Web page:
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Implementation of a youth violence prevention programme in primary care

Abstract

Background and objectives Youth violence is an alarming public health problem, yet, violence screening and interventions are not systematically offered in primary care (PC). This paper describes data from a pilot effectiveness-implementation trial of an efficacious youth violence prevention programme (SafERteens).

Methods The study was conducted in two PC clinics: a university-affiliated satellite clinic and a community health centre. In phase 1, we obtained stakeholder feedback to customise the SafERteens package and enrolled a comparison group of adolescents (age 14–18) seeking care in two clinics. In phase 2, clinical staff delivered the SafERteens-PC intervention with adolescents, which is a single, behavioural health therapy session delivered one-on-one from clinic providers to youth patients, followed by text message (TM) reminders. In phase 3, we assessed planned maintenance. All participants reported past-year violent behaviour at intake and completed a 3-month follow-up assessment.

Results Based on stakeholder interviews (n=13), we created a web-based SafERteens-PC programme package, including a three-item past-year violence screen, 30 min motivational interviewing-based brief intervention delivery tool, training videos and 2 months of TM boosters. We enrolled a comparison group (n=49) first, then an intervention group (n=61). Intervention delivery characteristics varied by clinic, including completion of intervention (75.9%; 62.5%), modality (100% delivered via telehealth; 60% via telehealth/40% in-person) and enrolment in TMs (81.8%; 55.0%); 91.8% completed the follow-up. Using an intention-to-treat approach, the intervention group showed significantly greater reductions in severe peer aggression (p<0.05), anxiety (p<0.05) and substance use consequences (p<0.05) relative to the comparison group. Participant and staff feedback were positive and identified challenges to long-term implementation, such as lack of availability of reimbursement for youth violence prevention.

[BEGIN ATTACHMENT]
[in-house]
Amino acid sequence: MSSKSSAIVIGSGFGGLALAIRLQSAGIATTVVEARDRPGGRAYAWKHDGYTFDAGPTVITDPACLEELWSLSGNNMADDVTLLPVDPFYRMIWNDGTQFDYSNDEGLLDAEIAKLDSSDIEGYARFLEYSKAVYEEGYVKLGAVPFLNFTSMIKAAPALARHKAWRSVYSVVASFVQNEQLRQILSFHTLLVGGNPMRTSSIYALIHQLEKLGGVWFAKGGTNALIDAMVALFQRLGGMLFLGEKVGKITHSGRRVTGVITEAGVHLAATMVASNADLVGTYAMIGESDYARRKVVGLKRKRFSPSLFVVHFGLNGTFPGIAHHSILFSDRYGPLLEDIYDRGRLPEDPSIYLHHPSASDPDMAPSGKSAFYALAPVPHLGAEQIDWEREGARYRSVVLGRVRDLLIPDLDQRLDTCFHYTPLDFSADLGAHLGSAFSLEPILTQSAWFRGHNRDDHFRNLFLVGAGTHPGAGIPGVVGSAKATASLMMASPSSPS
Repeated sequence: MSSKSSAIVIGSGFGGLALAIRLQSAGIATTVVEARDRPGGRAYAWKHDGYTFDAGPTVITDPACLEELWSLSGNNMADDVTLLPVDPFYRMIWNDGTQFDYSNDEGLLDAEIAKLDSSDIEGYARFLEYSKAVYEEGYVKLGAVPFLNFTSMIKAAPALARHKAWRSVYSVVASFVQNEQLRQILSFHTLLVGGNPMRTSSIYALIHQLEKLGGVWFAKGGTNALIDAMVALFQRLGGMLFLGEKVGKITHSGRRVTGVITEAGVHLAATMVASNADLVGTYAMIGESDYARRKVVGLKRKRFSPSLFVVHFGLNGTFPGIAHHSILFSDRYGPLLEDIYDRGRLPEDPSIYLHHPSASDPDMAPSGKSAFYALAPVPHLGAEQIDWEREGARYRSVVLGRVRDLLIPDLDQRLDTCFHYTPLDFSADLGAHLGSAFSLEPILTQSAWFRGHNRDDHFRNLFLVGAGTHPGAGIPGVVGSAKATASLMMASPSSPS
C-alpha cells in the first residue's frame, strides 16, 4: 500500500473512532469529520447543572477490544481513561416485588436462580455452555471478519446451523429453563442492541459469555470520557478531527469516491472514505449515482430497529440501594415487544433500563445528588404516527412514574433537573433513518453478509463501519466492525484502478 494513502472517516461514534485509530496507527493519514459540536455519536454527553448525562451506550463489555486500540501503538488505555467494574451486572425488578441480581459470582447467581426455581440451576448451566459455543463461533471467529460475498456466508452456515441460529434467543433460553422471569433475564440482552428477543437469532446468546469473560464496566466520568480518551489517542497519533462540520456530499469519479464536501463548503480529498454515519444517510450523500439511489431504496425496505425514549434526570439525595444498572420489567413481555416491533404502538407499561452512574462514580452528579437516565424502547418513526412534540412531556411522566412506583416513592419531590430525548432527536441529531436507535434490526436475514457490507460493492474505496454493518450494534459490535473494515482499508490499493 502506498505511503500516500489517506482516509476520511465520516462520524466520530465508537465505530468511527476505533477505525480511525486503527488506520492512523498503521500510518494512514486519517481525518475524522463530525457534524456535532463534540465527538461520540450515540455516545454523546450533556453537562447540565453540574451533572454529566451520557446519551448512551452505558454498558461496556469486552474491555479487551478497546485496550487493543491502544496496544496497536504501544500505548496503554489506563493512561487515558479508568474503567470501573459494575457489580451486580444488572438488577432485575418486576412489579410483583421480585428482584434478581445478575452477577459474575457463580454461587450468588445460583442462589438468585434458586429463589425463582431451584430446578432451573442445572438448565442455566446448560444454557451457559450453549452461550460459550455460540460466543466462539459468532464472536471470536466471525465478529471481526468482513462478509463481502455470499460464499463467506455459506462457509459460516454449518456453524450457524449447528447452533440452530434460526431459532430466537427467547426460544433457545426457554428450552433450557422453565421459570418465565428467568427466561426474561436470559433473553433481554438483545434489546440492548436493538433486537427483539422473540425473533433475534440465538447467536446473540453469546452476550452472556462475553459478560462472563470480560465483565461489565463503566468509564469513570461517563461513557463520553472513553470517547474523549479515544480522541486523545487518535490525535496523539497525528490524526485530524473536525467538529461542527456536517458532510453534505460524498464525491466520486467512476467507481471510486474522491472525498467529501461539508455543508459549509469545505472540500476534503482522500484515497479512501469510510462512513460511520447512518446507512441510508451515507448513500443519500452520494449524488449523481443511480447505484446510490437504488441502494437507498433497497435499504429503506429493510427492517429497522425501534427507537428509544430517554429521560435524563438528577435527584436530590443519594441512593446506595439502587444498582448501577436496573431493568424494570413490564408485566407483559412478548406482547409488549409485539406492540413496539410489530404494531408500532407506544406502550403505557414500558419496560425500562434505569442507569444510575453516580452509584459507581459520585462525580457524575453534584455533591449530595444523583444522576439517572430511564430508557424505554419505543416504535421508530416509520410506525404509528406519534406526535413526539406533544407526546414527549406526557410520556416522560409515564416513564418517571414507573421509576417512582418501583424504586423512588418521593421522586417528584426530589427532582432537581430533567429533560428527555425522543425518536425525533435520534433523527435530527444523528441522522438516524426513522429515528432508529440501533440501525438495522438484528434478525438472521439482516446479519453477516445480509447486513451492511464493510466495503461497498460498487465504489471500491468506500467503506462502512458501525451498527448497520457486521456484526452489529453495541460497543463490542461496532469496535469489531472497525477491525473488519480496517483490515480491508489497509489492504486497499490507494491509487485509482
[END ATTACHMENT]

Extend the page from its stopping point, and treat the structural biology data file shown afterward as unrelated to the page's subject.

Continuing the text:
Conclusions If these challenges could be addressed, routine provision of behavioural health services for violence prevention in PC could have high impact on health outcomes for adolescents.

  • primary care
  • violence
  • youth
  • interventions
  • implementation / translation

Data availability statement

No data are available. Please contact jroche@med.umich.edu for more information.

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